(7.5–10 mg) and zolpidem (10 mg) have been found to have no significant effect on ventilatory drive and central control of breathing in normal subjects or in patients with mild to moderate COPD [39,46–48]. One small study has noted a non-significant trend towards an increased number and duration of apneic spells in patients taking 5–10 mg zopiclone [49]. Furthermore, non-benzodiazepine BZRAs have amnestic and cognitive effects similar to benzodiazepines. A recent review reported sixteen studies that included 1541 participants that evaluated the differences between benzodiazepines and non-benzodiazepines in terms of cognitive and psychomotor adverse events in elderly patients over the age of 60 years, finding no significant differences between treatments [50]. Thus, although non-benzodiazepines have fewer apparent adverse effects on pulmonary function, the potential for adverse effects on cognitive function may complicate treatment of insomnia in COPD patients, many of whom suffer from cognitive impairment or are elderly patients at risk for fall-related fractures [51]. 6.3. Ramelteon Ramelteon is a MT1/MT2 melatonin receptor agonist and thus mediates similar action to the endogenously produced hormone, melatonin, by decreasing sleep latency [9]. Ramelteon has no known appreciable affinity for the benzodiazepine or any receptor at the GABAA complex or receptors that bind neuropeptides, cytokines, serotonin, dopamine, noradrenaline, or opiates [52]. In contrast to melatonin, ramelteon has no affinity for the MT3 receptor which may mediate other functions of melatonin on the gastrointestinal system. MT1 and MT2 receptors are expressed in the hypothalamus and respond to the hormone melatonin that is released by the pineal gland in response to photoreceptor signals. Melatonin levels are highest during periods of darkness and are believed to promote drowsiness in humans through poorly understood mechanisms. In animal studies and human clinical trials, ramelteon promotes similar effects, in particular a significant reduction in latency to persistent sleep and an increase in total sleep time in normal subjects [53–55]. While more clinical trials need to be done to assess the effects of ramelteon on respiratory function, three studies have recently been conducted. In a randomized study, ramelteon was demonstrated to be safe in patients with mild-to-moderate COPD, and the group receiving the drug did not exhibit differences in nocturnal PaO2 [34]. This point is important because hypoxia correlates with nocturnal mortality in patients with COPD and may also lead to increased awakenings [4,7]. In addition, there was no effect of ramelteon treatment on the apnea/ hypopnea index, and ramelteon has been shown to be safe in patients with mild to moderate OSAS [34,35].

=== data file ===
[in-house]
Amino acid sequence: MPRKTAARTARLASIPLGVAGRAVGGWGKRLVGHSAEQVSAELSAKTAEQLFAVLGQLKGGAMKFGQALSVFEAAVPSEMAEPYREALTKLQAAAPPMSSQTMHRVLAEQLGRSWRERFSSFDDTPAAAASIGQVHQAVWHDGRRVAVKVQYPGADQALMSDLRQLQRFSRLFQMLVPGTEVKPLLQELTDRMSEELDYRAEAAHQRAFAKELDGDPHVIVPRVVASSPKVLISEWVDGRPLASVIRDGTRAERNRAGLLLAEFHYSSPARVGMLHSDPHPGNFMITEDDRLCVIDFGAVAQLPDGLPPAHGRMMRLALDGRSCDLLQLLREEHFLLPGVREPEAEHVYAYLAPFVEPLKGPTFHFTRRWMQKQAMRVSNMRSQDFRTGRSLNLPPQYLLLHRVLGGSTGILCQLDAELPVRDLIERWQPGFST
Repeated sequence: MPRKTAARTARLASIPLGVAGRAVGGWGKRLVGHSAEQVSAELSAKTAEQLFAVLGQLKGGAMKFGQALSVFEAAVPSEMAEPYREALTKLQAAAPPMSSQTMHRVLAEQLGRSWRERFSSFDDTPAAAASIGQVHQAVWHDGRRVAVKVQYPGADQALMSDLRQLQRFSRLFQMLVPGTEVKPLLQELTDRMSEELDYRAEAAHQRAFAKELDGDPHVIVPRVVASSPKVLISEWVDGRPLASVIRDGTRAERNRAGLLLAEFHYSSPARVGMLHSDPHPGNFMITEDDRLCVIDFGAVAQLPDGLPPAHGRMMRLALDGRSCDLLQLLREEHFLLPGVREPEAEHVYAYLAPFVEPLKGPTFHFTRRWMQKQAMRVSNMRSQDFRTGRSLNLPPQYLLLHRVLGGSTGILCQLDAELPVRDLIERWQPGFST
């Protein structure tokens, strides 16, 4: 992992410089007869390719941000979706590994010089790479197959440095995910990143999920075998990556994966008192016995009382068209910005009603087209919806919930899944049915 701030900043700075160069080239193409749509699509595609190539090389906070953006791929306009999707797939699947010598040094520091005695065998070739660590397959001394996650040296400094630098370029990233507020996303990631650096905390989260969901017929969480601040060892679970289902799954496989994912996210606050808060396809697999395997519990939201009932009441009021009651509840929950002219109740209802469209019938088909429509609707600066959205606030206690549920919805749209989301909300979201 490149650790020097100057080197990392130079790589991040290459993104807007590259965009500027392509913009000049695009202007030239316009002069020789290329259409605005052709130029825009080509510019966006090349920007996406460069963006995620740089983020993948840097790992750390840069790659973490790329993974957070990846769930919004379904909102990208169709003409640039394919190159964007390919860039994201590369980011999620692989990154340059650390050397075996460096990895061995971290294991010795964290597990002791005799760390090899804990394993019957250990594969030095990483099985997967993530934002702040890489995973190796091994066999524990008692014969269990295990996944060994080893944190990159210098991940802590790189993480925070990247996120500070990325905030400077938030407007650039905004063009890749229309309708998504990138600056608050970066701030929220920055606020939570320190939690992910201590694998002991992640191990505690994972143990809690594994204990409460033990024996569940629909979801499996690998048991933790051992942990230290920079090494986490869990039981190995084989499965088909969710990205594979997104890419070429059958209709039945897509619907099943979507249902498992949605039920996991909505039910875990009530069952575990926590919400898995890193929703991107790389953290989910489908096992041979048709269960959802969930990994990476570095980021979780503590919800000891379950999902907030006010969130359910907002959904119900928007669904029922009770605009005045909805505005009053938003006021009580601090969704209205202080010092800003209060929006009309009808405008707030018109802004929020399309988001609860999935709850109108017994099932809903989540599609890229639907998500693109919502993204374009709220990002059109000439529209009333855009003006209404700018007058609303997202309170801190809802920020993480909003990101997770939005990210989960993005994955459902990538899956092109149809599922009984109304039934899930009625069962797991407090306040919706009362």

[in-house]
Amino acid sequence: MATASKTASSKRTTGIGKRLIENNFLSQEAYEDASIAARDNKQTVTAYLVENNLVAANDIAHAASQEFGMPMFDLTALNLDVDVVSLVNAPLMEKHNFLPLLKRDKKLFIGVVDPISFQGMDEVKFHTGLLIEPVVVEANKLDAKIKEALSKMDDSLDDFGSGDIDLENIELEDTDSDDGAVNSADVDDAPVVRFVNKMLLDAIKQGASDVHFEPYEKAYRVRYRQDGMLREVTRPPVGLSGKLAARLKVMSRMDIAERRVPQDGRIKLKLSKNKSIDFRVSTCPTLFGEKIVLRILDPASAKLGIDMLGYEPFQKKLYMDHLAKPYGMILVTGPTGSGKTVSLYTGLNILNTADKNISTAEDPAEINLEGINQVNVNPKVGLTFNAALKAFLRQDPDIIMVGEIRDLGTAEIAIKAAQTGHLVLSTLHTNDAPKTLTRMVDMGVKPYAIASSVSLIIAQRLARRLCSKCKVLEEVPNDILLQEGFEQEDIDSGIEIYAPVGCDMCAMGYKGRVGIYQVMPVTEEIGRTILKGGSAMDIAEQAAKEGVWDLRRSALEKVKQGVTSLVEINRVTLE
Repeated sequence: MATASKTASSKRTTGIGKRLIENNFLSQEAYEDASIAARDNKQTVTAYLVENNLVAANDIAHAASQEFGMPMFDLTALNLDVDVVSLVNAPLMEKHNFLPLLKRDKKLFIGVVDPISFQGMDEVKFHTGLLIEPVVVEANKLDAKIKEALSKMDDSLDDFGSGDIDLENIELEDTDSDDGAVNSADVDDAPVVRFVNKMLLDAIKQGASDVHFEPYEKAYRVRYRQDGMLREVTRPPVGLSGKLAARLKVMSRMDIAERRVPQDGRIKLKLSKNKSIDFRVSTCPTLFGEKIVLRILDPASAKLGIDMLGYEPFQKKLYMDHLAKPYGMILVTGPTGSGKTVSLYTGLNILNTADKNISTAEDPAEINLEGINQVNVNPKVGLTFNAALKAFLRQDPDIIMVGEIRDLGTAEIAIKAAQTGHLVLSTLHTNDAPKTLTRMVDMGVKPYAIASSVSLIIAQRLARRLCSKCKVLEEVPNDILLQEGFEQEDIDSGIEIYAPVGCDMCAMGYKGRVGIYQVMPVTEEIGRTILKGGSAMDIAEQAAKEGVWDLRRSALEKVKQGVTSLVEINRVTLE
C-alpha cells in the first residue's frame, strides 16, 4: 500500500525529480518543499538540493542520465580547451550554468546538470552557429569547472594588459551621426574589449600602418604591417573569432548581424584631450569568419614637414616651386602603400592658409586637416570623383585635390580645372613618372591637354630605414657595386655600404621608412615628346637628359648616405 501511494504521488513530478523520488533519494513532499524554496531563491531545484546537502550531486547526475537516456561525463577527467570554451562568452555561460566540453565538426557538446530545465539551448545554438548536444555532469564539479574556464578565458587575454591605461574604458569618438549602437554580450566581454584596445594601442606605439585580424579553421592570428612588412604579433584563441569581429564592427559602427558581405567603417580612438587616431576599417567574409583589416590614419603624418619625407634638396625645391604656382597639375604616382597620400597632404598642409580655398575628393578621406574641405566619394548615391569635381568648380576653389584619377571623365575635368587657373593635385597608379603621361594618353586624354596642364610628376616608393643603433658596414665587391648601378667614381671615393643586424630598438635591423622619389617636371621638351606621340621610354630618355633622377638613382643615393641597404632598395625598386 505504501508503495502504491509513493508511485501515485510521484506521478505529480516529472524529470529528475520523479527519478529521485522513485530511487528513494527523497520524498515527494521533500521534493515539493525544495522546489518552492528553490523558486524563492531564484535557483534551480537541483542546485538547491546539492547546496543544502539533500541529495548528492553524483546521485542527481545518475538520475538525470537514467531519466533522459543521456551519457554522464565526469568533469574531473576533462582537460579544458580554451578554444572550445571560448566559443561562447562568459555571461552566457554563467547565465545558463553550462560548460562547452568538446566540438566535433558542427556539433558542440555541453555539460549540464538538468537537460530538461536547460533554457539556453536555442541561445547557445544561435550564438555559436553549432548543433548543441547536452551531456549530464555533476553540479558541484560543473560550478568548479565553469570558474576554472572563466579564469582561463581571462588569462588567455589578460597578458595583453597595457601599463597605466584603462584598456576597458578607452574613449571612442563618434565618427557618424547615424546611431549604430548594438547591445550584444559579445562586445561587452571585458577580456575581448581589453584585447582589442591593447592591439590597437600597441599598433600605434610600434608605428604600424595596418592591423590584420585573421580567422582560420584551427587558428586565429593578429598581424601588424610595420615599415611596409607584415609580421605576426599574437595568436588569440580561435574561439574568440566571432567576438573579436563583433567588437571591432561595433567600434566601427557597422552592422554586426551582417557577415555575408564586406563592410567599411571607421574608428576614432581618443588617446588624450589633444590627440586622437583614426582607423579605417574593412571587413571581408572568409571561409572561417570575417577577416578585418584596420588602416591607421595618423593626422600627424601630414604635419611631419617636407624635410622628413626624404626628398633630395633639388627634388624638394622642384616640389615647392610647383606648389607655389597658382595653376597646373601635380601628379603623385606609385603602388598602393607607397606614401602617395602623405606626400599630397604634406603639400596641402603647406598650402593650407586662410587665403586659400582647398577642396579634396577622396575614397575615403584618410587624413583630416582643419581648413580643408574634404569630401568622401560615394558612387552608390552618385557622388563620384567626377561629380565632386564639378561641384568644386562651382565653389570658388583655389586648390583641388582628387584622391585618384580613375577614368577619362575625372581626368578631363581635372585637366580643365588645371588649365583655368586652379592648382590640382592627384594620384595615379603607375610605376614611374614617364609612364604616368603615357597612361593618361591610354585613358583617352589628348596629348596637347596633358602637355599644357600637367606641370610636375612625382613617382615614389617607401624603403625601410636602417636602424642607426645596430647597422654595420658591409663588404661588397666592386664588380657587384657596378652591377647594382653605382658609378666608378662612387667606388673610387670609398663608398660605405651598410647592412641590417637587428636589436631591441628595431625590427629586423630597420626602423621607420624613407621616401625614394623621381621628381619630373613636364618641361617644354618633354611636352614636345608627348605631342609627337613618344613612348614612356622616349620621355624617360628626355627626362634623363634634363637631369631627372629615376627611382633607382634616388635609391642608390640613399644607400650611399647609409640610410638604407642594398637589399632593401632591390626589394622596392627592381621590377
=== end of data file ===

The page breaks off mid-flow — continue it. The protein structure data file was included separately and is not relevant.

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Table 2 Known adverse effects of current pharmaceuticals on respiratory function in COPD patients Drug subclass

Effects on sleep

Adverse pulmonary effects in COPD patients

References

Benzodiazepines

; sleep latency, " sleep efficiency, ; arousals

[37–39]

Non-benzodiazepines

; sleep latency, " sleep efficiency, ; arousals ; sleep latency, " sleep efficiency " sleep efficiency (only in patients with depression)

; tidal volume, ; arousal response to hypercapnia, " hypoxia, " hypercapnia " apneasa No effect on apnea or PaO2a Unknowna

[56] [58]

Melatonin receptor agonists (ramelteon) Trazodone a

[49]

Further research is needed.